nep-cmp New Economics Papers
on Computational Economics
Issue of 2020‒10‒26
33 papers chosen by
Stan Miles
Thompson Rivers University

  1. Solving the Optimal Trading Trajectory Problem Using Simulated Bifurcation By Kyle Steinhauer; Takahisa Fukadai; Sho Yoshida
  2. Asset Price Forecasting using Recurrent Neural Networks By Hamed Vaheb
  3. State of the Art Survey of Deep Learning and Machine Learning Models for Smart Cities and Urban Sustainability By Saeed Nosratabadi; Amir Mosavi; Ramin Keivani; Sina Ardabili; Farshid Aram
  4. The relationship between nuclear energy consumption and economic growth: evidence from Switzerland By Cosimo Magazzino; Marco Mele; Nicolas Schneider; Guillaume Vallet
  5. Explicit solution simulation method for the 3/2 model By Iro Ren\'e Kouarfate; Michael A. Kouritzin; Anne MacKay
  6. Stock Price Prediction Using Machine Learning and LSTM-Based Deep Learning Models By Sidra Mehtab; Jaydip Sen; Abhishek Dutta
  7. Simulation-based optimisation of the timing of loan recovery across different portfolios By Arno Botha; Conrad Beyers; Pieter de Villiers
  8. Modelling Temperature Variation of Mushroom Growing Hall Using Artificial Neural Networks By Sina Ardabili; Amir Mosavi; Asghar Mahmoudi; Tarahom Mesri Gundoshmian; Saeed Nosratabadi; Annamaria R. Varkonyi-Koczy
  9. Machine Learning Classification of Price Extrema Based on Market Microstructure Features: A Case Study of S&P500 E-mini Futures By Artur Sokolovsky; Luca Arnaboldi
  10. Predicting Corruption Crimes with Machine Learning. A Study for the Italian Municipalities By Guido de Blasio; Alessio D'Ignazio; Marco Letta
  11. Common factors of withdrawn and prohibited mergers in the European Union By Bernhardt, Lea
  12. Effects of EU-Mercosur trade agreement on bilateral trade: the role of Brexit By Sanguinet, Eduardo; Alvim, Augusto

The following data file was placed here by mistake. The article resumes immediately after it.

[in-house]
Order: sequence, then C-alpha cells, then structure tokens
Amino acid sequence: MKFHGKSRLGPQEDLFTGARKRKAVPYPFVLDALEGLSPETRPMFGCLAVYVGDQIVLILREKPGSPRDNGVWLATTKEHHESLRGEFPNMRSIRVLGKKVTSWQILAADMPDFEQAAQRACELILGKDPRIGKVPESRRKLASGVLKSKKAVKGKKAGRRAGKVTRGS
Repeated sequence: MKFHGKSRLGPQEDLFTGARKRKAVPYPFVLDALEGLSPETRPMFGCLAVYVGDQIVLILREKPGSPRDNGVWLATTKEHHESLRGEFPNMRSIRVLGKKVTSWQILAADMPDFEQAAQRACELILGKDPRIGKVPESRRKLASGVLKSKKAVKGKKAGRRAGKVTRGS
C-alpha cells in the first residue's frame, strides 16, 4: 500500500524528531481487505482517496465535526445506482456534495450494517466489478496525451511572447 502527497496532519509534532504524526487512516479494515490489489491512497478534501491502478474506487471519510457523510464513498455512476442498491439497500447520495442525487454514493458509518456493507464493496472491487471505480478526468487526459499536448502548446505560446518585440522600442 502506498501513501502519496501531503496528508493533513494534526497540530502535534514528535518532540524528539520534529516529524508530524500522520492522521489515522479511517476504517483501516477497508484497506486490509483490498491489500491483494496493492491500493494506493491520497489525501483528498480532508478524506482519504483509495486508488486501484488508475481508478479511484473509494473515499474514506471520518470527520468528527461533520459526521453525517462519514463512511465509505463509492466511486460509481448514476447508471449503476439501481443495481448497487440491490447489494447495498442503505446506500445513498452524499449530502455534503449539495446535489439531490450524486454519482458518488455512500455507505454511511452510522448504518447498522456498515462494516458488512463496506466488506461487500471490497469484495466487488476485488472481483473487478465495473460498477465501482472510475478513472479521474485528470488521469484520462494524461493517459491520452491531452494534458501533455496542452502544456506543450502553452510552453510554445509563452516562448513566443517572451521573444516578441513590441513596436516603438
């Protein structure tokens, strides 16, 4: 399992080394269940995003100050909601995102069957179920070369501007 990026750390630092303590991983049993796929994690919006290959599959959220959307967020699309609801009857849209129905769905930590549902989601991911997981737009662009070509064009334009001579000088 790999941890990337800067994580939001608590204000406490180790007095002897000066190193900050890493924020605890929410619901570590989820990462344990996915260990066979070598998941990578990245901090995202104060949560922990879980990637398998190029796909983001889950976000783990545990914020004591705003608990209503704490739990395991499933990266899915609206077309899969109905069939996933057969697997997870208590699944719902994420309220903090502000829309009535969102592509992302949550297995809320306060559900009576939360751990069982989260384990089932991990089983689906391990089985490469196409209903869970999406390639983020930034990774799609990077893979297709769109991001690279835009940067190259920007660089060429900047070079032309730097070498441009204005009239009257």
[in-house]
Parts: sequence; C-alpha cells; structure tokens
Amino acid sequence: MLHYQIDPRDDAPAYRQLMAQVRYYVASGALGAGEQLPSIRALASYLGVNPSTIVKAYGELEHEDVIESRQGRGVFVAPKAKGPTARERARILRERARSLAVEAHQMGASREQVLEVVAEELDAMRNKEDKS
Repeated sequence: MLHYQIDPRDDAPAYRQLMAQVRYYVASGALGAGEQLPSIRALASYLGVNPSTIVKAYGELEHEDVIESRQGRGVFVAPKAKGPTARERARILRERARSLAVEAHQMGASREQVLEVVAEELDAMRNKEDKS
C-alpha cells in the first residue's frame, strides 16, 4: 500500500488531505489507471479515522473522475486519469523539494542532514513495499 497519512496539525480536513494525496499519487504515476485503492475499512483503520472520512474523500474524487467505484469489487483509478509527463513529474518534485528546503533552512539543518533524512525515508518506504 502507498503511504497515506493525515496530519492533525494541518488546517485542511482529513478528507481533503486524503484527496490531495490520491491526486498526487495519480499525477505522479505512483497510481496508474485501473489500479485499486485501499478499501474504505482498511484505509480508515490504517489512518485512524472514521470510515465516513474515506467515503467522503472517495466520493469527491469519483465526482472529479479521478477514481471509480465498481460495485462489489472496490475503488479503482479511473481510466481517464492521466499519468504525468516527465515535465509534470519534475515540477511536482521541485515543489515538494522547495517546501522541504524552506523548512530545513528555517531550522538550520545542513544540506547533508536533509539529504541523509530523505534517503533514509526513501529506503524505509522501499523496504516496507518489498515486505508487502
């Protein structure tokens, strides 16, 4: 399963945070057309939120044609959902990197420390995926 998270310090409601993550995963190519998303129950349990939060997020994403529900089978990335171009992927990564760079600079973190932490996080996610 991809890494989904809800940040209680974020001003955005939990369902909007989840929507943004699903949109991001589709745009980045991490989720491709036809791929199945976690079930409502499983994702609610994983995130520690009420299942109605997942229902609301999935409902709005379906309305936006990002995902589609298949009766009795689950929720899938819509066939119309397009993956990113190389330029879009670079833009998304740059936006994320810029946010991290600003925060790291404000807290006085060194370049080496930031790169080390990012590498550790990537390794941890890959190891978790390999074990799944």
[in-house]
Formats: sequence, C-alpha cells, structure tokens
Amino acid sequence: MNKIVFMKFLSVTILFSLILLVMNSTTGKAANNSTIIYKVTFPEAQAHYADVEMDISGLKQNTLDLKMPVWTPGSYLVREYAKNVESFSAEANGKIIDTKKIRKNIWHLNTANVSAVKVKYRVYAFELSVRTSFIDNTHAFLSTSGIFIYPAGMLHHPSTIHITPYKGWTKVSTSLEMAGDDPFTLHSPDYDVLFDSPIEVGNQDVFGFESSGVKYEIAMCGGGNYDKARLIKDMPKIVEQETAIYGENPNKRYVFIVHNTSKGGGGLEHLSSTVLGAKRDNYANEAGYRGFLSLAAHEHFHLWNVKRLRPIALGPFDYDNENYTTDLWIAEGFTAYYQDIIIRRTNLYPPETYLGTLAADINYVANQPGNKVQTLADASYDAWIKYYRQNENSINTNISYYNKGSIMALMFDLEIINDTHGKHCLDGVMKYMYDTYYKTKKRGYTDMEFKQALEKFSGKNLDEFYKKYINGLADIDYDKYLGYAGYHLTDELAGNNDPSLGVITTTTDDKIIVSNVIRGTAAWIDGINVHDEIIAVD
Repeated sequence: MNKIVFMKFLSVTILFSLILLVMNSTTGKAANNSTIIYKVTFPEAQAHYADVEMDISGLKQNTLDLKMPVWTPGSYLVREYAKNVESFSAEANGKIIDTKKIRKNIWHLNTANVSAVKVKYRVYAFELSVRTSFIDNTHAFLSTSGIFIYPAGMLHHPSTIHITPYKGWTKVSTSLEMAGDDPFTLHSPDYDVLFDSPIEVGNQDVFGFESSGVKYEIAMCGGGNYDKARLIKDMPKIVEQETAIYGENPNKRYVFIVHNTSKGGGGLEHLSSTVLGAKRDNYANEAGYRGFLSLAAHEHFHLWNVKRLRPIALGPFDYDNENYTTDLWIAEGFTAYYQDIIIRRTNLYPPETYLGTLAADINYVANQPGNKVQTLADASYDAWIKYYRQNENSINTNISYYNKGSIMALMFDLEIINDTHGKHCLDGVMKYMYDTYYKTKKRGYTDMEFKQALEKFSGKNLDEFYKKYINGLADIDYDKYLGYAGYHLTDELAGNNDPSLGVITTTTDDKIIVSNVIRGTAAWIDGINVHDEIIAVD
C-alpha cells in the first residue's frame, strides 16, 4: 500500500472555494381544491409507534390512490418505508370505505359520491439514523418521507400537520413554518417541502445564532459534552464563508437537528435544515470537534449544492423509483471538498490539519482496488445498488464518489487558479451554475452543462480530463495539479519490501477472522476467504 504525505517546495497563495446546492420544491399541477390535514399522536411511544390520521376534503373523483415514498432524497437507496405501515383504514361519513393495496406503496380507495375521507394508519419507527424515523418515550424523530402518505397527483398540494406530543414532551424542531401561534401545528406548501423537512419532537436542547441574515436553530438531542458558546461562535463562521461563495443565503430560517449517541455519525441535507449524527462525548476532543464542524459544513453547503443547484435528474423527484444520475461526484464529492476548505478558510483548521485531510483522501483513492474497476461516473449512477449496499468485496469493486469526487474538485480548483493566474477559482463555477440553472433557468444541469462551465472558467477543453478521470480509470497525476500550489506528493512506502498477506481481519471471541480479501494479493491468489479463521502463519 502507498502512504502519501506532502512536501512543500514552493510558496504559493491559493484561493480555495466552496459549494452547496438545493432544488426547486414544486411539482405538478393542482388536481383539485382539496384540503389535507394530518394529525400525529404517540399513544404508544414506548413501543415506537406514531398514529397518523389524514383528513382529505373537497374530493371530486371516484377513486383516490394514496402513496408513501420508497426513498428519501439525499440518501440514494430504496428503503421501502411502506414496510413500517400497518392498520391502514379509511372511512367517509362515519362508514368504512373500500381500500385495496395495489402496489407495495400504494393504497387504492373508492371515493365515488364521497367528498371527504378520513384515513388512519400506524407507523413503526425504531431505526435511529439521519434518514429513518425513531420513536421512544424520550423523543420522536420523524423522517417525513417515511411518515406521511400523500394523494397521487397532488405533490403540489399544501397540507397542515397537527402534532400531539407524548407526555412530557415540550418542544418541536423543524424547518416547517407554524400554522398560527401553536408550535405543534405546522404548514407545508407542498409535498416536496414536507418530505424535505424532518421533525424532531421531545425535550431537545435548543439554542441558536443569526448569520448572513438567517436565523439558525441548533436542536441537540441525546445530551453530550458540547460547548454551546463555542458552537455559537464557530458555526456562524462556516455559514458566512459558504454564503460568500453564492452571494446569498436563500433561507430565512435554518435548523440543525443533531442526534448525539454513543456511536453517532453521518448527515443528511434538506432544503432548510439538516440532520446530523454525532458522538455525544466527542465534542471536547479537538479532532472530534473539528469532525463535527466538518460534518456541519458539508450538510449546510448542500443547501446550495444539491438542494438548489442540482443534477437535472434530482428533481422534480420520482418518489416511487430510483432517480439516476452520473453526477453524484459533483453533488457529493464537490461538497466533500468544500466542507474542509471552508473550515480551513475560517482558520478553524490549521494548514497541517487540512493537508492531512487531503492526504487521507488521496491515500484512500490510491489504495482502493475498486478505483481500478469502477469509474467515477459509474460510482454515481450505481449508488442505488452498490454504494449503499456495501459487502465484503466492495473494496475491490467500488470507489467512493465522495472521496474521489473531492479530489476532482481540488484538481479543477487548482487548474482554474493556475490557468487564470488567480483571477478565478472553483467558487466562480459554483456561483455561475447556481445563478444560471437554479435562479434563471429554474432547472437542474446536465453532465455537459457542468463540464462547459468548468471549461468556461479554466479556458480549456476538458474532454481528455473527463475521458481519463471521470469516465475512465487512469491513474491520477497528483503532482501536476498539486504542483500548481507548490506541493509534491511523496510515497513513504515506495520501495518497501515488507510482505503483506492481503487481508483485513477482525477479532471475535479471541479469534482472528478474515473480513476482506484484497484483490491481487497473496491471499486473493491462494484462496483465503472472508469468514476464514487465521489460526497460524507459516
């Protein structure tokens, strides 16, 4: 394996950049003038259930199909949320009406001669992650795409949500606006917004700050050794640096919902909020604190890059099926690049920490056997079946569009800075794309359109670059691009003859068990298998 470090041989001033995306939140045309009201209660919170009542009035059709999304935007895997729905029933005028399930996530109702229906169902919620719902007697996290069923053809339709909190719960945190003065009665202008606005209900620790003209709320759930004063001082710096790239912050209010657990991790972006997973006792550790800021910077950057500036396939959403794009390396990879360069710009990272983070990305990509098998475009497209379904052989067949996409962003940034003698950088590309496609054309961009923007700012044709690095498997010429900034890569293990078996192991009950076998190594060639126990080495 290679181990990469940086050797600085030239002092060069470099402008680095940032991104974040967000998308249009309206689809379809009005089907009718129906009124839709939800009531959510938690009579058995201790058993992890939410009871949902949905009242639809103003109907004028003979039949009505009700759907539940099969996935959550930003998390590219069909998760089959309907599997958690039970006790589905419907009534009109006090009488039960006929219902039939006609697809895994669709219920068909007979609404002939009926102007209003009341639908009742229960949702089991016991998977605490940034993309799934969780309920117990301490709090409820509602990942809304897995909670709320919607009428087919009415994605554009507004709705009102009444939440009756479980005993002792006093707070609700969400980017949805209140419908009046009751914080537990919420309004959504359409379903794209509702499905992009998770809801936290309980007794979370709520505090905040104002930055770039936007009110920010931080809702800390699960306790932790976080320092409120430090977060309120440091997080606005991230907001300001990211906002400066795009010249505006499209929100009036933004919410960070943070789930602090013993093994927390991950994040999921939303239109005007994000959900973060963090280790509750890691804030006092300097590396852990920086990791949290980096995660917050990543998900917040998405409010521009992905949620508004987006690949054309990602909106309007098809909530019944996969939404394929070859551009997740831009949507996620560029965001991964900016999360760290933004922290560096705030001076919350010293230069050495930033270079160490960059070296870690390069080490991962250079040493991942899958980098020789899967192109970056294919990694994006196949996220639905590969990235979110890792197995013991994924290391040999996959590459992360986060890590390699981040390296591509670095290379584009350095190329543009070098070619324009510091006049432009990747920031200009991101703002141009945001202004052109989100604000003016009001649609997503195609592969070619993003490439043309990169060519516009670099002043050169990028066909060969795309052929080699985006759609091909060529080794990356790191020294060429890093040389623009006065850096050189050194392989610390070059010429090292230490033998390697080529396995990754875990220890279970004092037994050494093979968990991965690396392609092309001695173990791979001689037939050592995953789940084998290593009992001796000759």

13. The Determinants of Economic Competitiveness By Kluge, Jan; Lappoehn, Sarah; Plank, Kerstin
  14. LASSO DEA for small and big data By Ya Chen; Mike Tsionas; Valentin Zelenyuk
  15. Firm-Level Risk Exposures and Stock Returns in the Wake of COVID-19 By Steven J. Davis; Stephen Hansen; Cristhian Seminario-Amez
  16. Electoral Systems and Inequalities in Government Interventions By Garance Génicot; Laurent Bouton; Micael Castanheira De Moura
  17. An Empirical Analysis of Mergers: Efficiency Gains and Impact on Consumer Prices By Céline Bonnet; Jan Philip Schain
  18. Pricing and waiting time decisions in a health care market with private and public provision By Alves, Vasco
  19. A Pound Centric look at the Pound vs. Krona Exchange Rate Movement from 1844 to 1965 By Andrew Clark
  20. A Deep Learning Approach for Dynamic Balance Sheet Stress Testing By Anastasios Petropoulos; Vassilis Siakoulis; Konstantinos P. Panousis; Theodoros Christophides; Sotirios Chatzis
  21. Tail-risk protection: Machine Learning meets modern Econometrics By Bruno Spilak; Wolfgang Karl H\"ardle
  22. Ants, robots, humans: a self-organizing, goal-driven modeling approach By Martin Jaraiz
  23. Entropy Balancing for Continuous Treatments By Stefan Tübbicke
  24. Semi-analytic pricing of double barrier options with time-dependent barriers and rebates at hit By Andrey Itkin; Dmitry Muravey
  25. Using Machine Learning and Alternative Data to Predict Movements in Market Risk By Thomas Dierckx; Jesse Davis; Wim Schoutens
  26. Short dated smile under Rough Volatility: asymptotics and numerics By Peter K. Friz; Paul Gassiat; Paolo Pigato
  27. Ranking-based variable selection for high-dimensional data By Baranowski, Rafal; Chen, Yining; Fryzlewicz, Piotr
  28. Qlib: An AI-oriented Quantitative Investment Platform By Xiao Yang; Weiqing Liu; Dong Zhou; Jiang Bian; Tie-Yan Liu
  29. A Deep Learning Framework for Predicting Digital Asset Price Movement from Trade-by-trade Data By Qi Zhao
  30. Monitoring War Destruction from Space: A Machine Learning Approach By Hannes Mueller; Andre Groger; Jonathan Hersh; Andrea Matranga; Joan Serrat
  31. Use Cases of Quantum Optimization for Finance By Samuel Mugel; Enrique Lizaso; Roman Orus
  32. Evaluation of company investment value based on machine learning By Junfeng Hu; Xiaosa Li; Yuru Xu; Shaowu Wu; Bin Zheng
  33. A simulation-based estimation model of household electricity demand and appliance ownership By Poblete-Cazenave, Miguel; Pachauri, Shonali